I have awaited many invitations in my four decades, but none that stirred up emotions quite like this. I thought the time of awaiting invites was nearing an end for me. Gone are the days over excitement for word of a birthday party, a sleepover, a college acceptance or even the magic marriage proposal. No more jittery self waiting to hear, or so I thought. I was wrong, once again. How was I to know the biggest invitation would be looming on the horizon? I should have known; if only I had screwed my eyes shut in an effort to remember, but I did not.
I can go back so quickly to twenty five years ago and remember the details with admirable clarity; I know this because recently a third party offered his perspective and it was nearly identical to my own recollection, surprising for a mind that I feel is not quite up to speed these days. No, I shall never forget the urgency in my father's voice, the pleading in hushed tones to the physicians, the yelling in a tense meeting behind a nearby heavy wooden hospital door, the faces of parents who clung to hope and thought, if only we can find answers, a diagnosis, get him to the National Institute of Health (NIH). If only we get the coveted invitation, the formal acceptance to a program that specializes in the unknown.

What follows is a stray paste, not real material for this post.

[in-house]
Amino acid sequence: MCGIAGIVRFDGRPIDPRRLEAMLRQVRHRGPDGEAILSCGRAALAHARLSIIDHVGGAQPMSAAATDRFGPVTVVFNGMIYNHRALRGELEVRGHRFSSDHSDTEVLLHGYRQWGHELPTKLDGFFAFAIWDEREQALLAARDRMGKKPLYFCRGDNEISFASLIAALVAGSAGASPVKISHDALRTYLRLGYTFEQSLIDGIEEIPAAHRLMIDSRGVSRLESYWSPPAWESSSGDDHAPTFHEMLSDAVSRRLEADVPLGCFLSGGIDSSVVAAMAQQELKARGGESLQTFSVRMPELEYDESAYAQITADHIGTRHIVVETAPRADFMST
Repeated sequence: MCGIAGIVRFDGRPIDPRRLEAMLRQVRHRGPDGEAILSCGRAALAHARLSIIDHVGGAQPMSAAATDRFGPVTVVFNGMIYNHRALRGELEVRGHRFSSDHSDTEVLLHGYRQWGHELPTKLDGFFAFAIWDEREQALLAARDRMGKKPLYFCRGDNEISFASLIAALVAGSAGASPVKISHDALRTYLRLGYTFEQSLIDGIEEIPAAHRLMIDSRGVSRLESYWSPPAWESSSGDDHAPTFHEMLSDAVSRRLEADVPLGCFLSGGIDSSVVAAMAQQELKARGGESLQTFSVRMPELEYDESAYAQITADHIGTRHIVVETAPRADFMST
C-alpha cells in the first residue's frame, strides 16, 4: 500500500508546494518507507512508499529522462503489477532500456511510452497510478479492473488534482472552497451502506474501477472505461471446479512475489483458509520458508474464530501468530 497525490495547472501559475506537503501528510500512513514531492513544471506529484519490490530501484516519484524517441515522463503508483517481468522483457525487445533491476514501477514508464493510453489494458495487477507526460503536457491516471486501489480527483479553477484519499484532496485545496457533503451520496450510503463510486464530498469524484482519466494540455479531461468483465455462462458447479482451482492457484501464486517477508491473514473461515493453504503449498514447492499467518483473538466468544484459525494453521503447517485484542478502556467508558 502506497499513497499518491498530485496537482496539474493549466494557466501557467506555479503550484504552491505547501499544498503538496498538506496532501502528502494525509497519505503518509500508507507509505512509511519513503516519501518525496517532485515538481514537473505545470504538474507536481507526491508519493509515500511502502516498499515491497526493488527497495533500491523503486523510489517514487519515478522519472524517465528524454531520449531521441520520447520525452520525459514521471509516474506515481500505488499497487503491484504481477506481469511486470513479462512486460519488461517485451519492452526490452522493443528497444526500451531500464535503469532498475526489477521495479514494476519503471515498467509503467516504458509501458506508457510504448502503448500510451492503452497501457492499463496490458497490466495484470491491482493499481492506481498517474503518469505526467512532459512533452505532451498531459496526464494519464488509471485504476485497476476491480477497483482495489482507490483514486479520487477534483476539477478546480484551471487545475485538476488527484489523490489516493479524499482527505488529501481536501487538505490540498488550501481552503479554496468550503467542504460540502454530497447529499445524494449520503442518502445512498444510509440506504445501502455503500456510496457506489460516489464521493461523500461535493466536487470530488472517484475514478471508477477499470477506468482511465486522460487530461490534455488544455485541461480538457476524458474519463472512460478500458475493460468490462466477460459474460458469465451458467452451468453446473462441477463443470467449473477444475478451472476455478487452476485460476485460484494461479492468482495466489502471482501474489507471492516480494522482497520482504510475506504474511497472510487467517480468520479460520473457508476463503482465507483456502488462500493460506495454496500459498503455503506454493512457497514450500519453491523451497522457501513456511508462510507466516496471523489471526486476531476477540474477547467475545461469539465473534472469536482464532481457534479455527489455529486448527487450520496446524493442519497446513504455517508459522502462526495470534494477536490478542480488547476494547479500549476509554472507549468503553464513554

How had I forgotten these invites were available? I hadn't really but thought they were restricted to the very ill. My brother was growing sicker by the day and by the time he received his golden ticket to the premier research institution, he was too sick to go. A few months ago I wrote a story detailing the unknowns of the journey with Amos, our nearly three year old son. It was quite detailed and in hindsight, was a plea for help, for Amos, for me, for my family, desperate to know the story behind his medical anomalies and severe delays in development. I worked hard on that piece and wanted it to be quite accurate but never did I think that it would become part of an application to receive a precious invite for my son.
Today I emailed a lengthy application and referral letter to the Undiagnosed Disease Network, of which Duke is a participant. It is one of several prestigious hospitals in the country that has teamed up with NIH so that more families can be served or assisted in finding a diagnosis in the name of research. We all know it is more than that; to me, it is hope or the light at the end of the tunnel that may not change things, but we will know and I want to know. If accepted, Amos and I will travel to Duke and spend a week with an incredible team and have every test they think would be helpful. No arguing with BCBS, all extensive testing paid for by the research grant from NIH. Extensive genetic testing, MRIs, hotel and meals, you name it and this time it could come without a fight. The one unknown is will it come?
We shall wait the next two months with baited breath and will likely be anxious as I check the mailbox each afternoon in hopes that Amos' golden ticket will be waiting. Until then, we have more than we can possibly do, oral motor exercises, school schedules, all the stuff that travels with moms and so, I will try to be patient. I have a good feeling about this and so, I take that token of grace and will wear it as a badge of encouragement. We will hope and smile and we will believe that the plan for Amos is magnificent. His story is not the one I envisioned but it is one I would never trade, the journey of a life well-lived, a little boy enviable in the light he offers and the joy he radiates.